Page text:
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Posted 8 Nov 2016 in Patient Safety Week

Sparking up a conversation about end-of-life care is hard to do.

But the Taranaki District Health Board (DHB) has set up a new 'Let's Talk' pop up tea shop in a bid to help make it easier. It took it to rest homes in the region to support the 'Let's Talk' Patient Safety Week last week.

This year Patient Safety Week aimed to encourage discussions between DHB staff, patients, and family, about their health care, falls prevention, their health care and advanced care planning (ACP).

'We don't like talking about death and dying and we don't like talking about our last days,' ACP facilitator Claudia Matthews said. 'We are trying to open that up and say it is OK to talk about it.

'ACP is not just for the elderly, it is for everyone, but we wanted to get the message out to rest home workers because they already have a good rapport with residents,' she said.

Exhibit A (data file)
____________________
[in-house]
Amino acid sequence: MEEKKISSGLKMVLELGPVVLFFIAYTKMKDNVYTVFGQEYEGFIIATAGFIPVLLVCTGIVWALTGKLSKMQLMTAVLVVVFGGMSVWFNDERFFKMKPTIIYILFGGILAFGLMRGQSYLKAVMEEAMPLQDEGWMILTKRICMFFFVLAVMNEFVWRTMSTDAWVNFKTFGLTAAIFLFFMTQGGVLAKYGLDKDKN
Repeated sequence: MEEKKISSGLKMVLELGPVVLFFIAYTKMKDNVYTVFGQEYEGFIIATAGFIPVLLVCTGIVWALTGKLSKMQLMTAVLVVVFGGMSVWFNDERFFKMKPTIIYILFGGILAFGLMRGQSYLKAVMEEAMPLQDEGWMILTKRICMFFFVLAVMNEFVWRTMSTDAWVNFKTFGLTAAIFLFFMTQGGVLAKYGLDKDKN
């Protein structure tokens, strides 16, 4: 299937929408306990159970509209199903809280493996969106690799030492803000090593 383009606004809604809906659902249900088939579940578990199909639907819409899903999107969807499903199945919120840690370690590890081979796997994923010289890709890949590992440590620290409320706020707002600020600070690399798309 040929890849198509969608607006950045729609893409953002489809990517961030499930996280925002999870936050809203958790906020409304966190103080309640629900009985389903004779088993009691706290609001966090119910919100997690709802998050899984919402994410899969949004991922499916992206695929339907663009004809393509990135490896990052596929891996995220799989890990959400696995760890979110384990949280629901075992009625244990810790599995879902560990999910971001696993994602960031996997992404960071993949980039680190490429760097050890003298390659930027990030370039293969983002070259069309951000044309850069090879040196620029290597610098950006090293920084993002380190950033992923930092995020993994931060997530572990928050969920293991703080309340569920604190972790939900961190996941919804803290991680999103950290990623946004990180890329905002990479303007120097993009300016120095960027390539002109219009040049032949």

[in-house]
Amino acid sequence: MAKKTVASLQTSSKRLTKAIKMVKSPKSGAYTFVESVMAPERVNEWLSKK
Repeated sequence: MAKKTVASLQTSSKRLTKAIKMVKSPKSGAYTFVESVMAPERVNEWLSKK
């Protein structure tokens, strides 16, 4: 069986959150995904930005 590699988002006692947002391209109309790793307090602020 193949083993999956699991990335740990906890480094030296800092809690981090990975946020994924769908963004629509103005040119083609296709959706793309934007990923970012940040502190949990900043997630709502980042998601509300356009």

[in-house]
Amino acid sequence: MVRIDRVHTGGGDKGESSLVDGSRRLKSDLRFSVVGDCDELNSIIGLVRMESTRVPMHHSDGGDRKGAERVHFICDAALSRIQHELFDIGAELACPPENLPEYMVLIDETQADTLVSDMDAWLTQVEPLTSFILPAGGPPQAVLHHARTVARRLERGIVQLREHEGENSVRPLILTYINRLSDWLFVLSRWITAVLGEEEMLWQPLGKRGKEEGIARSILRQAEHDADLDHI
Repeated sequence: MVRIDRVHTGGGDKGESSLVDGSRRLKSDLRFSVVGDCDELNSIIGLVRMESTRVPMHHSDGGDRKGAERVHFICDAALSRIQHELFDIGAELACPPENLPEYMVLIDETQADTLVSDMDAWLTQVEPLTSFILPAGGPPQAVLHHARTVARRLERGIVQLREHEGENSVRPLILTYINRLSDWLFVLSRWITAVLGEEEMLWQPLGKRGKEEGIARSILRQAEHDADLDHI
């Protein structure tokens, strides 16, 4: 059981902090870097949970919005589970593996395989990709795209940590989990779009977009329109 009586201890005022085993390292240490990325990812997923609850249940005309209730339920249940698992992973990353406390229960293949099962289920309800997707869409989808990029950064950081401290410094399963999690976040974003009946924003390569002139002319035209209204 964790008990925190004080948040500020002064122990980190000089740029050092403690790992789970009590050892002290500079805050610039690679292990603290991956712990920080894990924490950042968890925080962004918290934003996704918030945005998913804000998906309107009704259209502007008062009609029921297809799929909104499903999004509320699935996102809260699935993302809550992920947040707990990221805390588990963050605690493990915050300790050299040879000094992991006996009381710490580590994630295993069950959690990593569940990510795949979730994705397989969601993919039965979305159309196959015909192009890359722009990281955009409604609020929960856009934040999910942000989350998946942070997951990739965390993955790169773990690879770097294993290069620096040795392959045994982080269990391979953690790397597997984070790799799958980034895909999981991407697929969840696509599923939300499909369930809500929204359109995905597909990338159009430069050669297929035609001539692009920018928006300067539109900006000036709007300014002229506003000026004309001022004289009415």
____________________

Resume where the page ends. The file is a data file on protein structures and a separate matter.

Matthews said the plan was to educate them, so they could bring it back to their residents.'From those discussions the aim is a written plan.'

The shop's first stop was Kohatu Rest home in Waitara, where its residents and staff enjoyed the order of the day – a cup of of tea and a friendly chat.

'I think it is really quite special because sometimes you have the DHB quite separate to the rest home people,' Kohatu manager Sandra Heal said.

'It is good to raise awareness and be prepared with strategies in place for interventions and things like that.'

Sociable resident Herb Pedly said he may have had one too many cuppas because he enjoyed meeting the DHB 'girls'.

'One always hopes it won't happen, but there is no doubt that it can,' Pedly, who has not long hit 90, said.

He has had a couple of falls, but nothing too serious, and agreed that if it had been more serious and he could not speak for himself, he would have liked to have had an ACP plan in place.

Matthews said ACP gives everyone an opportunity to voice what is important to them, in terms of what treatment want, what they or would not prefer.

It helps them, their families and healthcare professionals plan for their end of life care, if and when they might need it, if they are unable to communicate it.